The Role of General Revelation
The Role of General Revelation
General revelation is what God reveals about Himself through nature and through the human conscience. In all creation, there is abundant evidence that a God made and designed everything. From the amazing beauty and complexity of plants and animals to the towering heights of mountains to the myriad vastness of the heavens, creation testifies and declares the glory of God (Psalm 19).
Furthermore, God has placed the knowledge of Himself inside the human heart. As they look at creation, people instinctively know that there is something bigger than them out there; they are aware of the general principles of God’s Law such as the wrongness of murder and the rightness of telling the truth (Romans 1:19-20).
Yet general revelation is in itself insufficient to instruct the person about God and even about how to live rightly. Why? Because sin has come into the world and drawn a heavy veil over the eyes of humans, so that they no longer can rightly perceive truth or fully follow it. At best, thanks to God’s restraining common grace, they can incompletely understand certain aspects of creation or even delight in the beautiful things that God has placed in this world. However, they do not delight in the Creator who made these things, but rather twist them to their own selfish ends.
For example, a very common view among people who are outdoors a lot is that being in the beautiful wild country (like that around Missoula) is in itself a religious experience, sufficient to create peace and contentment in their hearts. “This is my church!” exclaimed a friend of mine on a recent hike, waving his hands towards the majestic Bitterroot Mountains. The renowned naturalist John Muir also expressed similar sentiments about Yosemite Valley (back in the days before it became commercialized), calling it a “cathedral not made with human hands.”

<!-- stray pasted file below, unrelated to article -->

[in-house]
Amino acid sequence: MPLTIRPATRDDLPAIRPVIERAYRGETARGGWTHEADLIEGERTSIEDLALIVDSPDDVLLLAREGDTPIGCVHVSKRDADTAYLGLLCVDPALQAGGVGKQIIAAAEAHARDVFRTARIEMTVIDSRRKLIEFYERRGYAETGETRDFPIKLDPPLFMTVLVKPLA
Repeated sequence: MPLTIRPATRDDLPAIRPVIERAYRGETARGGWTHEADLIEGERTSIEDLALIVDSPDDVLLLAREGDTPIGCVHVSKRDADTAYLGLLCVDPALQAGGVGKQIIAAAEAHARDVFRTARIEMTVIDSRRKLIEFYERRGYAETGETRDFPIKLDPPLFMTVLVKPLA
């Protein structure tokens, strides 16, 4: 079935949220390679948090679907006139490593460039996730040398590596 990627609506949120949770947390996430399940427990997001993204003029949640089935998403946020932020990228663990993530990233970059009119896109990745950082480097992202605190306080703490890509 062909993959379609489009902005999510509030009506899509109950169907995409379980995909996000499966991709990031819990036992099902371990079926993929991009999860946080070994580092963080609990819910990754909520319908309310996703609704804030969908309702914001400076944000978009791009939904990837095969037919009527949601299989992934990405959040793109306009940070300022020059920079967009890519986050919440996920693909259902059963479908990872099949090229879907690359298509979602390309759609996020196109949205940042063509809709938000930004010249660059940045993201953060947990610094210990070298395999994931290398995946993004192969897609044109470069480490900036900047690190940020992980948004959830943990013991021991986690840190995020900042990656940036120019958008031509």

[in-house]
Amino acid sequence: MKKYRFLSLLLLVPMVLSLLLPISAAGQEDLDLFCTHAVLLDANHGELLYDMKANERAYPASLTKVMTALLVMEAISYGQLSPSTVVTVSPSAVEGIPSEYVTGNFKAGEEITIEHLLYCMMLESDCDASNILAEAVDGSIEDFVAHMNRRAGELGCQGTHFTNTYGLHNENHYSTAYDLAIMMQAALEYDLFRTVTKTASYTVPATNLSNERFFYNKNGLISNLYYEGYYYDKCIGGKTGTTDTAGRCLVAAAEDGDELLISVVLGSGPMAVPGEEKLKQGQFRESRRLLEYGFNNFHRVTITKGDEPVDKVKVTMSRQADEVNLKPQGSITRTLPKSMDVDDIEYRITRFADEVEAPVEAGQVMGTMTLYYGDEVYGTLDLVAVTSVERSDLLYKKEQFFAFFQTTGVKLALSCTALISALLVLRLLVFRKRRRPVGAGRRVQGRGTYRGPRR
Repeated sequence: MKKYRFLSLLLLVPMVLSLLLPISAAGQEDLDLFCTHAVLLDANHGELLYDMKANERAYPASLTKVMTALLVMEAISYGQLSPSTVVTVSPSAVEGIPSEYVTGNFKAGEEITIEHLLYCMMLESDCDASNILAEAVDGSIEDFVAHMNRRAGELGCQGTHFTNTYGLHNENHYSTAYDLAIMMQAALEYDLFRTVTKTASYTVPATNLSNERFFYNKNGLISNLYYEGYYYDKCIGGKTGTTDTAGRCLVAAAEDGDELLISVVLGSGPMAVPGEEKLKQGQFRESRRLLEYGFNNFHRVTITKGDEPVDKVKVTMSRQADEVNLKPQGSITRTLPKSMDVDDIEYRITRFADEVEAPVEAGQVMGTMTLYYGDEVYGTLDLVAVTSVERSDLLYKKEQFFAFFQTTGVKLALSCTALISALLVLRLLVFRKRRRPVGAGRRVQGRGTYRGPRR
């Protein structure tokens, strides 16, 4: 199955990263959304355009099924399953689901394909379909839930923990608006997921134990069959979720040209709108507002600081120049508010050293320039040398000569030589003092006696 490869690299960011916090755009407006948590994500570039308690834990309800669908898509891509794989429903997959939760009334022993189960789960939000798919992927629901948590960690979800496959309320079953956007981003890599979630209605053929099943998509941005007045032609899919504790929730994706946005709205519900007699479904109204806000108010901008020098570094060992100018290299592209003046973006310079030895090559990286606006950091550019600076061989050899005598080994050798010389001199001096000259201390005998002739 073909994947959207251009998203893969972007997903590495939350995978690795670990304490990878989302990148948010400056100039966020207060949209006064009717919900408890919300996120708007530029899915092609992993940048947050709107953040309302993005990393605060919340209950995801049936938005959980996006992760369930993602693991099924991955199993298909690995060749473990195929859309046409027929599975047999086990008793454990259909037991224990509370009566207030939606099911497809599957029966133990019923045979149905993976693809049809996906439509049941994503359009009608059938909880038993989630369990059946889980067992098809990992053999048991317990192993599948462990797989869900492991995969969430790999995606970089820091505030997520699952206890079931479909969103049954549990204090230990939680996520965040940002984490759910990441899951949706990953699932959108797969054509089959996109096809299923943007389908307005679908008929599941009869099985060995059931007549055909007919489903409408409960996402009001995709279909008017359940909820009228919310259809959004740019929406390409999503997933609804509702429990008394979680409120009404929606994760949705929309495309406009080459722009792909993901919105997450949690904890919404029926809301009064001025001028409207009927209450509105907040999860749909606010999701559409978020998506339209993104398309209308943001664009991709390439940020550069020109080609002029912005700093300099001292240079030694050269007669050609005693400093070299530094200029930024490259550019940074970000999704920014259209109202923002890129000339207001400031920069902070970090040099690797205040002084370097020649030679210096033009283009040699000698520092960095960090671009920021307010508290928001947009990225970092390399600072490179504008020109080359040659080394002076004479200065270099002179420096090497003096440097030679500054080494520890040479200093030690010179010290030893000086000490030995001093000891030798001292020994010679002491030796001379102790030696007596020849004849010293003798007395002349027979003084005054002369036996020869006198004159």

But there is something sorely lacking here in general revelation, even if we discount the blindness of the sinful human heart. At best, general revelation can only show how magnificent and powerful God is; it does not tell us anything about God’s plan of salvation or how to have fellowship with Him. The human heart, being sinful, then makes up subjective ideas about how to “get in tune” with “spirituality.” It sees something wonderful, yet is unable to properly interpret it.
This is where special revelation comes in, which God gave to His people through prophets and apostles and is now written down in the Bible. Special revelation clarifies and encapsulates general revelation within its proper context. It shows mankind how to properly relate to God; that men need to trust in Jesus Christ to be saved from their terrible sin which so distorts their understanding and perception of all the glorious and beautiful things around them. Both types of revelation fit together as hand in glove.
General revelation, thus, is intended to show all humanity the splendor, majesty, and justice of God. It is not meant to be embraced apart from special revelation, but joins together with it to show humans how amazing their Creator is. By itself, it is sufficient to convict people of the fact that there is a God and that He has standards which they cannot measure up to. In other words, it is entirely law and contains no gospel. General revelation is an amazing and good law, but people who depend only on it cannot be saved from their sins. Rather, the gospel which special revelation brings enables one to fully appreciate general revelation for what it is - a witness of the glory of God which He lavishly showers across the whole universe, enjoyed and revered by His redeemed people.
For more reading see Belgic Confession, Article 2, and the first six chapters of John Calvin’s Institutes of the Christian Religion.
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